As to the note at the close, stating "they are reigning," it seems to me absurd; because the song celebrates the opening of the book, when most certainly they were not reigning. Griesbach and Scholz both give "they shall reign" (the latter citing the authorities for both readings together, without distinguishing them). As to the evidence of these different readings, it is this. Two of the three ancient MSS are here wanting. One has not this passage: the other, if it has, is not cited. The one uncial MS which remains reads "they reign," with fifteen others, and some versions. Eighteen MSS read "they shall reign." Tischendorf reads "they reign" - Knapp, "they shall reign." When the writer states that it is not found in any ancient MS, he goes farther than he is warranted. There are but three. One has not this place in it at all, being imperfect, and the other is not cited at all.

80 There is one thing, curious enough, as to the exactitude and authority of these criticisms, namely, that in the beginning of this note, the MS "A" has no authority whatever; at the end, it is almost conclusive. The statement of the friend alluded to, we are told, leaves little doubt that the reading "they are reigning" is the correct one. That on which the author rests, leaving all other authorities out, is, that it has the authority of the Alexandrian MSS (read MS), whereas the other reading is not found in any ancient MSS. In the beginning of this short note we are told that there is no doubt that the correct reading is "thou hast redeemed us," etc. The unlearned reader will be surprised to hear that this same Alexandrian MS is against this reading. It is conclusive at the end of the note, under the same circumstances (that is, the silence of the other two); on the other side, it is totally rejected at the beginning, where no authority at all is cited against it; that is, a certain MS called "A" rejects the word "us." But "us" is retained as of undoubted authority, though not found in any ancient MS either. This same MS reads "they are reigning," and then it is conclusive, though a majority of other MSS read "will reign." It can hardly be of no authority, and of all but conclusive authority, in the same note. Yet, as we have seen, a whole edifice of interpretation, a complete system, as to the church's priesthood, and Israel's place, is founded on all this. Do not let the reader complain of my plunging him into criticism: I engage him to keep out of it. But when vast systems of interpretation are based on assertions made about them as of undoubted authority, one may be forced to enquire whether such assertions are well founded, because they have an imposing air with many who have happily no idea of distrusting them.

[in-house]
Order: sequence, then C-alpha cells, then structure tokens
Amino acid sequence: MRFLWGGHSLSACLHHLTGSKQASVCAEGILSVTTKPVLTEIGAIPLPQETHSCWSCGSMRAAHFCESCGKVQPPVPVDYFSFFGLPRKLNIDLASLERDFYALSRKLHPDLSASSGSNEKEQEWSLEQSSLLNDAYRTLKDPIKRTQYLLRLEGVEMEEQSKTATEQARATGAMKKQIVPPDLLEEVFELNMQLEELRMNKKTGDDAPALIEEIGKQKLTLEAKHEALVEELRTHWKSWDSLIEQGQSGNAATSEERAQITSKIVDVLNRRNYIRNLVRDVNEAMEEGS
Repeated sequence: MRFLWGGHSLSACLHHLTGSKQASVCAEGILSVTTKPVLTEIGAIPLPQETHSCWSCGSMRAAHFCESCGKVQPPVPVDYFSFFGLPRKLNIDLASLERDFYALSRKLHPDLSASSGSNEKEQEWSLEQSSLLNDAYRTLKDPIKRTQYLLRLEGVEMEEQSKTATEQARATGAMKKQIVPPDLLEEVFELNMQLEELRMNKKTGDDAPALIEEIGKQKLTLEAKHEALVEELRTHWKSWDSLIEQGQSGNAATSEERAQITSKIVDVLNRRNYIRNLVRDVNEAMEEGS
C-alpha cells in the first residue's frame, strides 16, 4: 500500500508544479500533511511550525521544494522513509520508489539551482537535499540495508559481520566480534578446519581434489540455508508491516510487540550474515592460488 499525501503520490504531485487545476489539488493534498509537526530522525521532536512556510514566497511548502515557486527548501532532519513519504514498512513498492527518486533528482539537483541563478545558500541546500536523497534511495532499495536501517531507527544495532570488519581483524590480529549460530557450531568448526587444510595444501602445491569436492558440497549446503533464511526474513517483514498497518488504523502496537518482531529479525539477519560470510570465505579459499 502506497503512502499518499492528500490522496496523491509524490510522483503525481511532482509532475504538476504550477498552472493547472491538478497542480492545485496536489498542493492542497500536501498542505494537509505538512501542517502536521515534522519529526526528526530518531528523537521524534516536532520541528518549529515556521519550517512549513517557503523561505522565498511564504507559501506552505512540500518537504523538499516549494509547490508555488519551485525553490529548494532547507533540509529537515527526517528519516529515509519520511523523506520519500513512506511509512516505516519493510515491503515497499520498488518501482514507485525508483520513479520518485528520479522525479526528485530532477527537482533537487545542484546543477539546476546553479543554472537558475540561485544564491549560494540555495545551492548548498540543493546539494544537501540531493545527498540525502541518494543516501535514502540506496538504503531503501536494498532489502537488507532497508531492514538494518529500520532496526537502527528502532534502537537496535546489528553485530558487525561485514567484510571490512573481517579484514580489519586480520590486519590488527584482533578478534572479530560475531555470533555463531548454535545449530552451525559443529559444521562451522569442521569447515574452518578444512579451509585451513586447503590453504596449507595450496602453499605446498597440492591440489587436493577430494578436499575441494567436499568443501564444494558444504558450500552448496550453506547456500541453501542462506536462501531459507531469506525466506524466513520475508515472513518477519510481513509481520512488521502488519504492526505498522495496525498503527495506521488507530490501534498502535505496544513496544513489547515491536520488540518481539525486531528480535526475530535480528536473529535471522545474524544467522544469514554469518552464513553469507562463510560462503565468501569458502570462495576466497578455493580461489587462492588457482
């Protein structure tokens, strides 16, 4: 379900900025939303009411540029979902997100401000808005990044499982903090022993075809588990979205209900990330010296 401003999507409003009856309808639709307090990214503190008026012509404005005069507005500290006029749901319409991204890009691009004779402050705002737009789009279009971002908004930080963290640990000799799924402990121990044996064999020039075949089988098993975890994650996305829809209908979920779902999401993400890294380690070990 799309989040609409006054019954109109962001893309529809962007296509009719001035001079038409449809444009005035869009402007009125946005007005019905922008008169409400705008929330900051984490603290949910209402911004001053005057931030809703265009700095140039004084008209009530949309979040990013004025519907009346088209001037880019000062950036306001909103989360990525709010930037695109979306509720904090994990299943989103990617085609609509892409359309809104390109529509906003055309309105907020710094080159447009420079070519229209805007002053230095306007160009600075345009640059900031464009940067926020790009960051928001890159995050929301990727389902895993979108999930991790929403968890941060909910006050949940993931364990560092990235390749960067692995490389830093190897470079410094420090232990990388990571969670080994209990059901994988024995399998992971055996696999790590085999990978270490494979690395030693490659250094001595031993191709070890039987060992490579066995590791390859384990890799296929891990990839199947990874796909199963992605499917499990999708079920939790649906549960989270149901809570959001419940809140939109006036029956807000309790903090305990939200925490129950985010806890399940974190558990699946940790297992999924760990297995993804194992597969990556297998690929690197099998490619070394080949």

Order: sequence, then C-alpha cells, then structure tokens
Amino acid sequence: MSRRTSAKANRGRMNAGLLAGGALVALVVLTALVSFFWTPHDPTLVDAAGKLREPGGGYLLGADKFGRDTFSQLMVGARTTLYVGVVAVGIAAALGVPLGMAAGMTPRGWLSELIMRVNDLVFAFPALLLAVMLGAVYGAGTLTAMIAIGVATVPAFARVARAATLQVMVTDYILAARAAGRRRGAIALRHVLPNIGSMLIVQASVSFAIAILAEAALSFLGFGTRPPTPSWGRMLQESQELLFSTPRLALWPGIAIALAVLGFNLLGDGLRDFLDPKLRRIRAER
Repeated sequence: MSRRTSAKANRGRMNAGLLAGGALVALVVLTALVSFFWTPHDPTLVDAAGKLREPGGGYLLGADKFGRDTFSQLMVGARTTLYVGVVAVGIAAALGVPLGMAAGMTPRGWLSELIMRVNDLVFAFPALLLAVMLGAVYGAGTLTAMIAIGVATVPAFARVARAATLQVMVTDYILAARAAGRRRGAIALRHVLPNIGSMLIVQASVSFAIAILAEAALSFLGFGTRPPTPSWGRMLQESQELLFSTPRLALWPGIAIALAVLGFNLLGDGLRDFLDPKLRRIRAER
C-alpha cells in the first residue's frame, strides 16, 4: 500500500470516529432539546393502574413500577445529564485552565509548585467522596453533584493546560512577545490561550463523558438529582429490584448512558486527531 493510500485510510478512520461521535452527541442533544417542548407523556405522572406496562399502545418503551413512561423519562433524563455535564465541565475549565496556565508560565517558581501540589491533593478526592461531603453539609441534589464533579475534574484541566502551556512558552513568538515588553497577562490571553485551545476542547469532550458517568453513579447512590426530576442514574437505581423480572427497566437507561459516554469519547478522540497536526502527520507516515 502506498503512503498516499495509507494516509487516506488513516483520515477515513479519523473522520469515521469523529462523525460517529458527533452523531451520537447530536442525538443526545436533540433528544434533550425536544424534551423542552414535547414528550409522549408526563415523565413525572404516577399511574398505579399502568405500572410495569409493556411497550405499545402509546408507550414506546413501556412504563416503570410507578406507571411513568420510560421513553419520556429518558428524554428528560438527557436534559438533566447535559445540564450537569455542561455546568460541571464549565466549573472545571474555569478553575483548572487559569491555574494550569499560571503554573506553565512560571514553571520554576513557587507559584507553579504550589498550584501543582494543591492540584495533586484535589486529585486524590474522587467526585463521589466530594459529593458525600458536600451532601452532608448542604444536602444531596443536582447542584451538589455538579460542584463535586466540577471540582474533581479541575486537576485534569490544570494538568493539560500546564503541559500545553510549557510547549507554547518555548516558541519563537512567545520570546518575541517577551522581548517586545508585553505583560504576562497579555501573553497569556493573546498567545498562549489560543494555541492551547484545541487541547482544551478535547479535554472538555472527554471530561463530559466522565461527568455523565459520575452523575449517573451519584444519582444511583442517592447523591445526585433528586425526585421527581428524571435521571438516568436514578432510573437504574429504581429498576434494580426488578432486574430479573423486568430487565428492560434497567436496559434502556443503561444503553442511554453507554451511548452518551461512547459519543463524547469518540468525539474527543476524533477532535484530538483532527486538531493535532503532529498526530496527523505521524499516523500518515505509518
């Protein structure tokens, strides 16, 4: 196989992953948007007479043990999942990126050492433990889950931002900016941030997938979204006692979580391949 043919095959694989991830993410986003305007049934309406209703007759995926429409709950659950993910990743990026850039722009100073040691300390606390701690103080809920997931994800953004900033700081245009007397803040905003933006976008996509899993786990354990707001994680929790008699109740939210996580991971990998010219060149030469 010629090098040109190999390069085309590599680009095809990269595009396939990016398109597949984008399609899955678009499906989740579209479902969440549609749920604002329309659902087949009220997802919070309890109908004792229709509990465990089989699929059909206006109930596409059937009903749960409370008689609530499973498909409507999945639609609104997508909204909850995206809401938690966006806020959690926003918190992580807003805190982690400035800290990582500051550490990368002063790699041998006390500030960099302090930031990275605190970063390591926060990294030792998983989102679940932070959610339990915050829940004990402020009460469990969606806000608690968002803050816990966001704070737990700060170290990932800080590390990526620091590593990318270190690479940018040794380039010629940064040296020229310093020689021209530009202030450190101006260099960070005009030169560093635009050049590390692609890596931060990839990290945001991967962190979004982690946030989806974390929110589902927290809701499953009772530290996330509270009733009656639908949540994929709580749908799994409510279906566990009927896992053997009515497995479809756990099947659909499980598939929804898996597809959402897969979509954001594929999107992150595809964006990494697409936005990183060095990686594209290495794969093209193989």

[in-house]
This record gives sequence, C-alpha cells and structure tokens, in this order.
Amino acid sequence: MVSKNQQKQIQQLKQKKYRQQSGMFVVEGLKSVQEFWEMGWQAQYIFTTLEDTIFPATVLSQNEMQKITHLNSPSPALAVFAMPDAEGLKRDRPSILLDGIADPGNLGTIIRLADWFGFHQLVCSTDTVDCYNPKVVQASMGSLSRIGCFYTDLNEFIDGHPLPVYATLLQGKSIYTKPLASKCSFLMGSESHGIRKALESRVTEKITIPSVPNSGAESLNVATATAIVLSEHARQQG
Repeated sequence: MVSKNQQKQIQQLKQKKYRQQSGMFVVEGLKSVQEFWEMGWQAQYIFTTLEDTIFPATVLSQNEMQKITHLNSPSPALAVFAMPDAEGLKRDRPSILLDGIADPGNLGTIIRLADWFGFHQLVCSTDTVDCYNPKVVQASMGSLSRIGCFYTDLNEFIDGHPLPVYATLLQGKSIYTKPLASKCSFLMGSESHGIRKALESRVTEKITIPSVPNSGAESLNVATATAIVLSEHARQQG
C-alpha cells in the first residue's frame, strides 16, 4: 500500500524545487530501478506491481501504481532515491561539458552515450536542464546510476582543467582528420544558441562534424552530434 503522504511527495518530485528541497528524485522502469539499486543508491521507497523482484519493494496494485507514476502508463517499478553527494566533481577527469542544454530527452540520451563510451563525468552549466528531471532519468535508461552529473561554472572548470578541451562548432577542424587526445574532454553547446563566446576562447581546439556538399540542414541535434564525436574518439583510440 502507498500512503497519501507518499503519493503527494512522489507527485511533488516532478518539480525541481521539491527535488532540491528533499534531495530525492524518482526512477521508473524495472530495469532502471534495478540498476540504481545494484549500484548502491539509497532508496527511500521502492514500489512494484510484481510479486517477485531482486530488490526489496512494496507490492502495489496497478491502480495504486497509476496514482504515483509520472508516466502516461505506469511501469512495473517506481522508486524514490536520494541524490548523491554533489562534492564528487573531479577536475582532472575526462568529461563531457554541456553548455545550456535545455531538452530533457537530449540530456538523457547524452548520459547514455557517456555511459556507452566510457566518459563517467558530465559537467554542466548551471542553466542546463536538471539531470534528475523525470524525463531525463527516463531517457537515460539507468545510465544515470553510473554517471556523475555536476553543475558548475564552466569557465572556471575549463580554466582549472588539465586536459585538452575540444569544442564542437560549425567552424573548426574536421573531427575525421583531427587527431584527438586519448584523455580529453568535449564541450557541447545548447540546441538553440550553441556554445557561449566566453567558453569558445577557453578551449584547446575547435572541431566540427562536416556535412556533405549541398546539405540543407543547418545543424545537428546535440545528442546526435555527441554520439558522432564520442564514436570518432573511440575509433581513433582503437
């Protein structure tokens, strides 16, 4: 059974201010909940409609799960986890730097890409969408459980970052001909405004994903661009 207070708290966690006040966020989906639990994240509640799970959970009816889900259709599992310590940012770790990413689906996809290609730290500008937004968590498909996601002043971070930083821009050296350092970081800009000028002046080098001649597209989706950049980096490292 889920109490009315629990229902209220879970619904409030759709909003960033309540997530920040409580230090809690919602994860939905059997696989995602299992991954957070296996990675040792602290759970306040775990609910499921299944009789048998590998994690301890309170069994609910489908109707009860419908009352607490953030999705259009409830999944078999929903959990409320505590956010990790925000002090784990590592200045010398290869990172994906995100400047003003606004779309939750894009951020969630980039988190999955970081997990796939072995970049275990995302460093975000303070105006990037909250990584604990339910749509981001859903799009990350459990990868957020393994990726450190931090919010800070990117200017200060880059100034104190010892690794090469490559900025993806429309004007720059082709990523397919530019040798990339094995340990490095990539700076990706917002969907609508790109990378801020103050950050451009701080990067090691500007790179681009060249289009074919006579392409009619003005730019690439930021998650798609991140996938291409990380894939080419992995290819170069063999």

CHAPTER 6